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Grapes vs Rocks

AQA Communications Adviser Brendon Burns had resolved to stay out of the fray when residents in the valley he also lives in near Blenheim, geared up to fight a local quarry consent renewal. But after three negative stories in the local paper, he felt compelled to write a response and contrast the tolerance shown for the Marlborough grape industry with the opposition to a quarry’s operations. This is his story that was published in a local newspaper.

Given I do some work for the quarry sector nationally – hereby declared – I have to date totally refrained from any public comment or submission on the Simcox quarry resource consent renewal in Omaka Valley where I am a resident.

Also, I don’t particularly wish to alienate neighbours in my community but the various articles in recent days have prompted me to write this because there has been little aired publicly to provide any contrast to what’s being said.

My wife and I have owned land here since 2001, so we are not recent arrivals. Mind you, the quarry was here long before most of us arrived, which might suggest it has some rights to continue.

During the last 20 years or so, the valley has been transformed; dry paddocks have been replaced with vineyards. We, in a small way, are among the many who’ve planted grapes and benefited.

However, collectively this means industrial scale activity in our valley. While it remains truly beautiful, it is no longer some sort of idyllic pastoral retreat as some appear to be suggesting.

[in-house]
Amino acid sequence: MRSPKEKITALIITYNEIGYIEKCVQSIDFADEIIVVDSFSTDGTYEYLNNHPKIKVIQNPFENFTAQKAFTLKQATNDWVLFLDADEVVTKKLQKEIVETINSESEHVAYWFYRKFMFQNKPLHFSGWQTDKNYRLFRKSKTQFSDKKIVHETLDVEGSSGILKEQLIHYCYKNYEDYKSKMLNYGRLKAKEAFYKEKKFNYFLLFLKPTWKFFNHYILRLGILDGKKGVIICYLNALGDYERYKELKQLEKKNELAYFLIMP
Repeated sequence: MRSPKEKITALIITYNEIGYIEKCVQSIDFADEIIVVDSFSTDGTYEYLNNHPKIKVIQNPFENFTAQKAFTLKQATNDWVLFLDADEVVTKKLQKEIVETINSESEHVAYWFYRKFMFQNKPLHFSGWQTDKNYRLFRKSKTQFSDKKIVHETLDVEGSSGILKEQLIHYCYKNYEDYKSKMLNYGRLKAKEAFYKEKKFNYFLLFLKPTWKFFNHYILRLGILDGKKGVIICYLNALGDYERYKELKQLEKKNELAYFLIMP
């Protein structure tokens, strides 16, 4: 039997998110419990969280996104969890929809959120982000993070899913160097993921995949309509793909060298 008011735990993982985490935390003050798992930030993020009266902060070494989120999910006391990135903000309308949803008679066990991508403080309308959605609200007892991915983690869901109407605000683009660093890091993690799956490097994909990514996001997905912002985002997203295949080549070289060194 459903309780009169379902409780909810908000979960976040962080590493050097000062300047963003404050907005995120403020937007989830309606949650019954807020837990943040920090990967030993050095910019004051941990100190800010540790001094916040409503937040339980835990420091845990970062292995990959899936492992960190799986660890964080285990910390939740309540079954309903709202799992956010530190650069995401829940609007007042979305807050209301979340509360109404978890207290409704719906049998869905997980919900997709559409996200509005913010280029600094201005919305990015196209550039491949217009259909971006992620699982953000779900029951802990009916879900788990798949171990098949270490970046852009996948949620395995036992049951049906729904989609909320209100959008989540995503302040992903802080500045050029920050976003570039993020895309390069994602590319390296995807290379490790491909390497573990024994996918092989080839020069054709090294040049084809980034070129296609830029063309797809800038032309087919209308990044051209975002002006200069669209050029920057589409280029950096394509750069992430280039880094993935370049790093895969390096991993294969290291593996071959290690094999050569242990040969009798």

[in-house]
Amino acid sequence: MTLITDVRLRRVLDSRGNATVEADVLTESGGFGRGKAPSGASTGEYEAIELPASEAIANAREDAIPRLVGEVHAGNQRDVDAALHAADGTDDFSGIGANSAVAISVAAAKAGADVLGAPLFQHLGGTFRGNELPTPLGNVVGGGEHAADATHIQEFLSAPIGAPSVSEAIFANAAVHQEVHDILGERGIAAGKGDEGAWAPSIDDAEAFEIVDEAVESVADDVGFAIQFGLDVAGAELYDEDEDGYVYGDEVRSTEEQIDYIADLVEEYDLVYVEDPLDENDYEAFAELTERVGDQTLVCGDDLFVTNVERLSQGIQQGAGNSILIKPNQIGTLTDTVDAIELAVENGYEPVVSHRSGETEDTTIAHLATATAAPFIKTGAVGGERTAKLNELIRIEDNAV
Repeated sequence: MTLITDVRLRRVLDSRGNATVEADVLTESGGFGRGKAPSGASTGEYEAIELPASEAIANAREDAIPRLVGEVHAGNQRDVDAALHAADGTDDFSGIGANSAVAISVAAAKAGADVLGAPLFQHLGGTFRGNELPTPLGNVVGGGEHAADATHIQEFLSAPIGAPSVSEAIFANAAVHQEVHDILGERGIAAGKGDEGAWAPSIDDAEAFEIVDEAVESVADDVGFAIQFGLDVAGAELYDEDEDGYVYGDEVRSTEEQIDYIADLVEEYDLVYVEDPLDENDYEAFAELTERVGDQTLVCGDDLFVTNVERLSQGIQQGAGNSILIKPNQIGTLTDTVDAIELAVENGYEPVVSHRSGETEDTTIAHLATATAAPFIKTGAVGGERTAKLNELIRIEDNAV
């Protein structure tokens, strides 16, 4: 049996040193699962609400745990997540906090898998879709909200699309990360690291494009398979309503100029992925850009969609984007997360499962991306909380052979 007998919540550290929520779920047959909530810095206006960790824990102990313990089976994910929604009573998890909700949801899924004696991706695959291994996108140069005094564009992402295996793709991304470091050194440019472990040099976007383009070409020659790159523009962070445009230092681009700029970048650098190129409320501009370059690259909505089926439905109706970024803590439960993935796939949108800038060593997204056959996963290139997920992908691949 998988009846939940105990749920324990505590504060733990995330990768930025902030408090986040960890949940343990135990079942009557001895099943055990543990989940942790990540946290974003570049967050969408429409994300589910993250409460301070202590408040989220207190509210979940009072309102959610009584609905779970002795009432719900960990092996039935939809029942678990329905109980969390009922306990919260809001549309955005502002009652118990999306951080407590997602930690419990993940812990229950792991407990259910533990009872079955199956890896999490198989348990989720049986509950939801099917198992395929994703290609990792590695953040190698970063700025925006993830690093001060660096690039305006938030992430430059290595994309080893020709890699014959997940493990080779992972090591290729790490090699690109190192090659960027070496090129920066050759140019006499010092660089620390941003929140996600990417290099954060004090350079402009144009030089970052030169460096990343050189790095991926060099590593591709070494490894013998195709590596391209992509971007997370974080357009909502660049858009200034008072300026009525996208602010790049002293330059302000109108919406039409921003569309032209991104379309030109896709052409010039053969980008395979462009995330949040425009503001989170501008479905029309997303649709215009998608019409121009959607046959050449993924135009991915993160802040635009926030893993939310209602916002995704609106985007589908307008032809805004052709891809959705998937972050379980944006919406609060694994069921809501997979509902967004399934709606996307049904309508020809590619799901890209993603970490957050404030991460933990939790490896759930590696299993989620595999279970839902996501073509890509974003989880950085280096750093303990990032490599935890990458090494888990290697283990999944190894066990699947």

Every day there are vineyard vehicles travelling up Brookby Road, often trucks carrying machinery, fertiliser or water. There is the noise of wind machines during spring and bird bangers are now making their autumnal presence felt.

Early harvesting for vintage is now upon us, so for several weeks there will be machinery operating at all hours of the day and night, including harvesters and heavily-laden trucks; sometimes driven by people who’ve probably not had enough sleep to be totally in control.

Contrast the tolerance shown for all of those activities to the opposition of a quarry which presents virtually no noise or dust issues because it’s right at the head of the valley.

Yes, quarry trucks rumble down our road (as do many other trucks) delivering the material that helps keep our rivers from flooding and ensures the Southern Valleys scheme gets its quota.

This rock and aggregate also provides some of the very foundations for all our homes and roads in the valley and well beyond. Being quite central, the quarry keeps the cost down because the big cost in quarried materials is transporting it.

Valley residents are among those who use what is produced by Simcox – it’s very convenient and cheaper than trucking it in from someone else’s distant backyard.

Are there some issues, yes, and the company seems prepared to work to find some mitigations if not solutions. We’ve already benefited from a half lane up much of Brookby Road and six kilometres of seal up Barracks Road, as part of the last resource consent.

People are of course entitled to express concerns about any activity seeking a consent. That said, very little economic activity comes without some environmental impacts.

We as a community look for a balance; in Marlborough, we generally accept the impacts that grape growing create because of the huge benefits it brings to our region.

The question posed by the quarry renewal is whether the response is proportionate from a valley where many of us also create noise, spray, dust and truck movements; with impacts on humans, birds and insects.

The argument against it is principally, not in my backyard. Though if this wins, we’d all better stand back and wait for those who pick up the argument and use it against us as grape growers.

 

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